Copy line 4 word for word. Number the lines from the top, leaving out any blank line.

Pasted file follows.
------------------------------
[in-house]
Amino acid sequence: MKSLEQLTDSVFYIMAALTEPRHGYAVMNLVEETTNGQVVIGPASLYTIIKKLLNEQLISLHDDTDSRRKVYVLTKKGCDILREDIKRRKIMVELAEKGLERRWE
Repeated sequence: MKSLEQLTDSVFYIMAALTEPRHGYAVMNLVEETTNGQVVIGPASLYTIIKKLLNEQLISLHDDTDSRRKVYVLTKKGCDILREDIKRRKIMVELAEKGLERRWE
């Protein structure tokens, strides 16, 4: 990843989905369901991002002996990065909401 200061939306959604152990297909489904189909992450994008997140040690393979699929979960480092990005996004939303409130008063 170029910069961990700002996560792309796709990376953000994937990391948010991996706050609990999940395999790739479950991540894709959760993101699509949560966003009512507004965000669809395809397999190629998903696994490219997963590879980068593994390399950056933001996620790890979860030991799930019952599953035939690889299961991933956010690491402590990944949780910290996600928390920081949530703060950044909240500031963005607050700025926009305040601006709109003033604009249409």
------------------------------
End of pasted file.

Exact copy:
């Protein structure tokens, strides 16, 4: 990843989905369901991002002996990065909401 200061939306959604152990297909489904189909992450994008997140040690393979699929979960480092990005996004939303409130008063 170029910069961990700002996560792309796709990376953000994937990391948010991996706050609990999940395999790739479950991540894709959760993101699509949560966003009512507004965000669809395809397999190629998903696994490219997963590879980068593994390399950056933001996620790890979860030991799930019952599953035939690889299961991933956010690491402590990944949780910290996600928390920081949530703060950044909240500031963005607050700025926009305040601006709109003033604009249409």